December 1, 2022
Investing in real estate syndications as a passive investor requires you to like, know and trust your sponsor. We conducted a market research study for 11 days beginning from September 29th to October 10th and the results are based on 26 of the investors’ responses. While the sample size is relatively small, it does reveal a few interesting facts that can be applied to the larger pool of passive investors.
The demographics of this survey include predominantly men at 92% and the majority age range is distributed between 40-54. More than 76% of survey respondents are accredited investors with a dual household income. Their occupations are diverse and cover accountancy, banking, finance, computing or IT, and business, consultancy, or management.
Based on the survey, we learned that all LPs own their homes which is fundamental since home ownership is a primary need for shelter and security. More than 38% of investors do not own any other investment properties while more than 30% own 1-5 single-family properties.
This demonstrates that 38% of investors are looking for passive income and do not have any desire to become a landlord. We can infer that 30% of investors began their real estate journey by buying single-family homes and realized that they can scale much faster with multifamilies. The other 30% combined owns more than 5 single-family properties and small to medium-sized multifamily units.
The survey emphasized the importance of trust and reputation between sponsors and investors. More than 34% of investors first learned about multifamily real estate through someone in their network. Furthermore, more than 50% of investors heard about their first investment opportunity through personal relationships with the sponsor.
Also evident is that 90% of respondents with 1-3 passive investments suggested that they found their first deal through personal relationships with the sponsor or trusted a referral. This is evident that multifamily syndication is a heavy people-first, relationship-based business.
Another surprising fact is more than 26% of investors do not conduct their own analysis of the property before investing while 61% of investors review their sponsor’s projections. This statistic reiterates that trust is vital but it’s mostly handed off to the sponsorship team to fully and unconditionally understand the market dynamics they operate in.
Investors first learned about real estate syndications from sponsors, people in their network, and attending networking events.
Investors learned about their first investment opportunity through personal relationships with sponsors and attending networking events and conferences.
More than 69% of investors reinvest with the same sponsor. Additionally, investors may consider factors such as referrals and personal relationships if they were to invest with a new sponsor. Regardless of online presence and high authority in the space, knowing someone who has invested with the sponsor triumphs in gaining immediate trust and credibility.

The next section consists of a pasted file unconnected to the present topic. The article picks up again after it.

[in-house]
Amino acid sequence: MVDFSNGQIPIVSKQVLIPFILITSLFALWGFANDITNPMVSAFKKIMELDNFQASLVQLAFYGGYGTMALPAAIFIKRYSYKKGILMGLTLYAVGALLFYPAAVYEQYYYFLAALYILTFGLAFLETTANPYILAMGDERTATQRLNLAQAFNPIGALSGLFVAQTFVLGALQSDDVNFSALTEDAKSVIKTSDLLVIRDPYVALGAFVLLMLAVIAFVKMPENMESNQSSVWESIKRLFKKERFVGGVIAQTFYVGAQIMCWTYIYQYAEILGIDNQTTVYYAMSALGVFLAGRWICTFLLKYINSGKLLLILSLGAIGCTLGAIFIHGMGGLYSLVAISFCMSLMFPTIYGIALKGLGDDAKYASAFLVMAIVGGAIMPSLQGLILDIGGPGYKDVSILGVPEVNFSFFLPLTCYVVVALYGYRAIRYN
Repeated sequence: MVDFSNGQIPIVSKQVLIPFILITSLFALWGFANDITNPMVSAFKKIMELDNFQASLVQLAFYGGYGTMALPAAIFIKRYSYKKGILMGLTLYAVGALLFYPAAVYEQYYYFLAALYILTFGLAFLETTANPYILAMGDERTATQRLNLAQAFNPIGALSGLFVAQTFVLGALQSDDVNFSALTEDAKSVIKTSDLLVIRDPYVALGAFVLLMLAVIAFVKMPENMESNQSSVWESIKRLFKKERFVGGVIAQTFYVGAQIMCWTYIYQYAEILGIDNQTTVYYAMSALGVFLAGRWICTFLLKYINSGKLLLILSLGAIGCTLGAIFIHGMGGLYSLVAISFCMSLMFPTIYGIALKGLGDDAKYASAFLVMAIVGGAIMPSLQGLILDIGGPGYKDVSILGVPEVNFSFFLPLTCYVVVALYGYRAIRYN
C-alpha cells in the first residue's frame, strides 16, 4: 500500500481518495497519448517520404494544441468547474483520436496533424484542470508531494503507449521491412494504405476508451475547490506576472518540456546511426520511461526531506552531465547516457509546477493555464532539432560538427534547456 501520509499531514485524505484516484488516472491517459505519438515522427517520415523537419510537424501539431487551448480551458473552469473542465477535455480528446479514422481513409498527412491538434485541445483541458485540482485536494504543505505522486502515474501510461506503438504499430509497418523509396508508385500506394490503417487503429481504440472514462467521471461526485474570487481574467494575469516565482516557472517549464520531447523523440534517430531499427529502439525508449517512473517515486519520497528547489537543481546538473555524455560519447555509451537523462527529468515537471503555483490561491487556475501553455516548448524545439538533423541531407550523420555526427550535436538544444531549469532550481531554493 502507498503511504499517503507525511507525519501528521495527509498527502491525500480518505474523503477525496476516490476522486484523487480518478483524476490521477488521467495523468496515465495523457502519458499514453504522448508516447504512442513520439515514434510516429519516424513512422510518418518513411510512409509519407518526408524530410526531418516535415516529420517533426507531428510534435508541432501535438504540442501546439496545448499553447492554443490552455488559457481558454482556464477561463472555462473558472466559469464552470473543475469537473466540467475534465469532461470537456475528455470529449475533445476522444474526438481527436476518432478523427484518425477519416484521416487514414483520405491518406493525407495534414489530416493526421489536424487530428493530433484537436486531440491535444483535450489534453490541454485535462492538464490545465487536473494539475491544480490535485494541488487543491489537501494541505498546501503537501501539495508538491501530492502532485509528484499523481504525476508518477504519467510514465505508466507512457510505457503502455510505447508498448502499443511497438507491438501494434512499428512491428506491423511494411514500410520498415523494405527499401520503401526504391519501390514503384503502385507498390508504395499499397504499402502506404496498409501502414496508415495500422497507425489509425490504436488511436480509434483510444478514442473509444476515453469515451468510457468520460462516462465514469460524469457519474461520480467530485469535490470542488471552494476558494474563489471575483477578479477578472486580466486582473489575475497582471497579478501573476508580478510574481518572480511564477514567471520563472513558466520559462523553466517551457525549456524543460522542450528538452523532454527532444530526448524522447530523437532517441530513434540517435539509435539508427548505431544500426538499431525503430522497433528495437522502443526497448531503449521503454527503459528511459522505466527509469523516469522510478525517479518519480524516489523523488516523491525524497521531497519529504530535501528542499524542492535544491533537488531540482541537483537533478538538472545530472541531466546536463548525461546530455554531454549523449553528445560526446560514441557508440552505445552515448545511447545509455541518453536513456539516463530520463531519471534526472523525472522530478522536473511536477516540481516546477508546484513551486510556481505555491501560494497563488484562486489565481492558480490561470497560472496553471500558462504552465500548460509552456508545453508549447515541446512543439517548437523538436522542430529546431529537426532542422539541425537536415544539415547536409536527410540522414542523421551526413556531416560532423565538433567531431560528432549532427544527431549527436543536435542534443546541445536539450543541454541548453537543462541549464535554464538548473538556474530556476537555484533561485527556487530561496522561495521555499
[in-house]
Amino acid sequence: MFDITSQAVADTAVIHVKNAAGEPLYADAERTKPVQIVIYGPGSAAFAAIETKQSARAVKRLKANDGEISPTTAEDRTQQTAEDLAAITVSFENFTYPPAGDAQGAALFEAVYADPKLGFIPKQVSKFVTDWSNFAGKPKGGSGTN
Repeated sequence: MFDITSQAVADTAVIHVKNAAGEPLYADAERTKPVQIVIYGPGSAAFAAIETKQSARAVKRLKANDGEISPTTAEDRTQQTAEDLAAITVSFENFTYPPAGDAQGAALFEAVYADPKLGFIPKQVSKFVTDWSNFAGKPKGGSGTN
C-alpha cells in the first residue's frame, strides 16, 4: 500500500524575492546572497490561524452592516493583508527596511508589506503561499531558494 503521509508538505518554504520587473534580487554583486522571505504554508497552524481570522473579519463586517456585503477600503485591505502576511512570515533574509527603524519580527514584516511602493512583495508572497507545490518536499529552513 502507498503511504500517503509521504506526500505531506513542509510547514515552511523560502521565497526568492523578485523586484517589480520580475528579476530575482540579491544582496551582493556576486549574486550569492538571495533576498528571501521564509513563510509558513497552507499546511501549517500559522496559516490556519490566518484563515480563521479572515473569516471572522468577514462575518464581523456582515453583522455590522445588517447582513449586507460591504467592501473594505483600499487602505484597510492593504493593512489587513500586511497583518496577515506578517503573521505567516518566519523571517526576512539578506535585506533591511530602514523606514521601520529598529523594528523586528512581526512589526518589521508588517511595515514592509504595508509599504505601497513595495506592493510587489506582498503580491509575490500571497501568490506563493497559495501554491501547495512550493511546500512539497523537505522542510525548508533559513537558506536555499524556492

A primary goal for more than 57% of survey respondents was investing for equity growth. Since the large majority of survey respondents are in their 40s-50s, it is understandable that building wealth for retirement is an imminent goal. Other investors valued cash flow to replace the income from current jobs and hedge risk by diversifying portfolio to protect downside risk as other front runners for investing in syndications.
Investors are attracted to equity growth, cash flow, and risk hedge as primary drivers for investing in syndications.
Since the survey was conducted during a volatile market with rate hikes, it’s needless to say that investors remain optimistic about future investment opportunities. The biggest barrier is not seeing enough cash flow followed by assessing which investment opportunity is right for them. Investors are open to expanding their network of deal sponsors and have the capital to deploy but will only invest when the right opportunity comes along. The issue is not necessarily the lack of capital but rather finding deals that align with investors’ goals and time horizon.
Investors will trust a sponsor if there is a one-level degree of connection with someone they are familiar with who has invested in the sponsor’s deal.
In summation, the survey re-confirmed what real estate investors already know about the industry – it’s heavily based on trust and personal relationships. Conducting business requires high integrity and esteem to execute on a deal so it’s not surprising that trust is the basis of any partnership. Trust and loyalty can also be seen as investors are highly likely to reinvest with the same sponsor. Building trust is a slow and steady process but once it’s been gained by both parties, investors are staunch and ardent supporters of their sponsors.
To access the full survey, please email Kristina@cashflowportal.com.